Former Somali diplomat pleads Somalis to unite to seek substantial international support for benefit of the country
As the US draws plans to send back its troops to Somalia, a former top government official said the move will pave the way for the exit of the African peacekeepers, who have become quite unpopular in the country, located in the Horn of Africa.
In an exclusive interview with Anadolu Agency, Abukar Arman, former special envoy to the US and a political analyst, said while the African Union Mission in Somalia operated by the African Union with the approval of the UN Security Council had done a great job in stabilizing the country, but locals were losing confidence in it.
He said Somalis perceive Kenya and Ethiopia as regional rivals, who have also contributed troops for the mission.
Arman, who focuses on foreign policy, Islam, the Horn of Africa, and extremism, said he was sure that the US troops will return to the region after a hurried pullout announced by former President Donald Trump.
“The Balledoogle camp where those troops were stationed was left intact, and African Union peacekeepers (AMISOM) and others are still keeping guard till the American troops return,” he said.
The US had stationed 650-800 soldiers in Somalia to support and mentor an elite Somali unit known as the Danab (lightning) Brigade to stabilize the country.
Arman said the US troops along with Turkish trained local troops will pave the way for the exit of African peacekeepers.
“Ever since they (Kenya and Ethiopia) joined the AMISOM, al-Shabaab, which was cleared from Mogadishu since 2011, made a comeback with vengeance. Among other violent operations, they attacked Villa Somalia, where both the Somali president and prime minister work and live and the parliament while in session,” he said.
Kenyan and Ethiopian move to support opposing sides in the 2019 presidential elections in the autonomous Somali region of Jubbaland also created tensions.
Describing the Somali government as weak and lacking a comprehensive strategic plan for sustainable security, Arman said this has given strength to al- Qaeda-linked Somali militant group al-Shabaab to extort money from businesses.
According to reports the terror outfit has managed to collect $120 million last year through extortion and parallel taxes.
“Despite the political rhetoric, it is naive to think a government that cannot fully guard the Villa Somalia (presidential palace) or stops al-Shabaab from collecting extortion money from Bakaarah (largest market in capital Mogadishu) can curtail the latter’s activities elsewhere in the country,” he said.
The former diplomat said that the recent indiscriminate killing of civilians by AMISOM soldiers has also created a difficult situation with the civilians at some places up against them.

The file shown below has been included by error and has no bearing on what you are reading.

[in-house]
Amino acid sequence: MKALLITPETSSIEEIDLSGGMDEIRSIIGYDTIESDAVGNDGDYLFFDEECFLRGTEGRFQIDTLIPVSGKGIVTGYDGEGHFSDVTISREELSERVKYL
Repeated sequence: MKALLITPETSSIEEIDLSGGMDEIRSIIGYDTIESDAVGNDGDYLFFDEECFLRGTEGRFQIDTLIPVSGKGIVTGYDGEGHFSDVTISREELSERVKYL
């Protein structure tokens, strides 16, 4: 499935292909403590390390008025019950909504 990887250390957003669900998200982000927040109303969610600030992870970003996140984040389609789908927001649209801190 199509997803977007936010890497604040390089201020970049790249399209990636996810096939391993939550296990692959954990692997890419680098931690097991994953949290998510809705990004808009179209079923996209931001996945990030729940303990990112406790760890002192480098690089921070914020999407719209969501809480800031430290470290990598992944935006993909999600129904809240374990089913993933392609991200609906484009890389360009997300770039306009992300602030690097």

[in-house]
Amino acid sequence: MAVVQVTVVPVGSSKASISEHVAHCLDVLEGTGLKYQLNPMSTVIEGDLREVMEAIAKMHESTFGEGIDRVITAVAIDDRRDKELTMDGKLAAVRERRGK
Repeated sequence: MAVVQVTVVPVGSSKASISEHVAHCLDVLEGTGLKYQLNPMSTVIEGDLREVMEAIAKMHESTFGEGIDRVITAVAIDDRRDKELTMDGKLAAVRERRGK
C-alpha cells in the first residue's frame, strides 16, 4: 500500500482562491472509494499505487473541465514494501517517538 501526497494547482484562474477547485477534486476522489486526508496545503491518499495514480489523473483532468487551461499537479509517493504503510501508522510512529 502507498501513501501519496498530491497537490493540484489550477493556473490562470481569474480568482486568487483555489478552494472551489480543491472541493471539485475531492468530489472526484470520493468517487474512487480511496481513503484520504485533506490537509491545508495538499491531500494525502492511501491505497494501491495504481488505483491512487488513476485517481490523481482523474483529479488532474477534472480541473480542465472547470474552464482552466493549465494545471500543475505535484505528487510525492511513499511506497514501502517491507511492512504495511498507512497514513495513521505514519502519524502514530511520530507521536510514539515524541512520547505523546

Arman who is also the founder of Baseerah Transformative Strategies — a consultancy firm on ethical strategy and leadership – pleaded Somali people to unite to seek substantial international support for the benefit of their country.
He said the country needs genuine reconciliation, involving all stakeholders. He, however, doubted if the current government has the genuine interest to spearhead such an effort.
Efforts to get a comment from the government regarding their intention to hold such a process were futile as spokespeople were not willing to comment.
He said despite the US being the main donor, but there is no strategic partnership between the two countries.
“The de facto US policy of the last three administrations is deliberately designed to maintain a certain facade as in the war on terrorism,’’ said Arman.
Describing unity of stakeholders in Somalia as a challenge, former diplomat quoted a 2015 statement of current US Deputy Secretary of State, Wendy Sherman, saying that Somalis have to decide whether they want to exist as desperate clans isolated from the world and in conflict with one another or as a united country with all the attributes, benefits and responsibilities that such unity brings.
Agreeing with Sherman’s observations, Arman said Somalia is still divided along with clans which makes it difficult for strategic partnership.
“Their main objective is fast results or instant gratification, whereas strategic partnership requires a commitment from both countries that are economically, geopolitically, and militarily beneficial to both parties,” he said.
Regardless of the fact whether Somalis speak one language and the majority of them are Muslims, belonging to the same ethnic group, they are, still divided along with the clans.
This aspect has weakened successive Somali governments and has been responsible for previous civil wars, said the former diplomat.
Even elections in Somalia are centered around a clan-based model. In the indirect electoral system, representatives from various clans across the country choose members of parliament, who then choose a president.
The article first posted at Anadolu Agency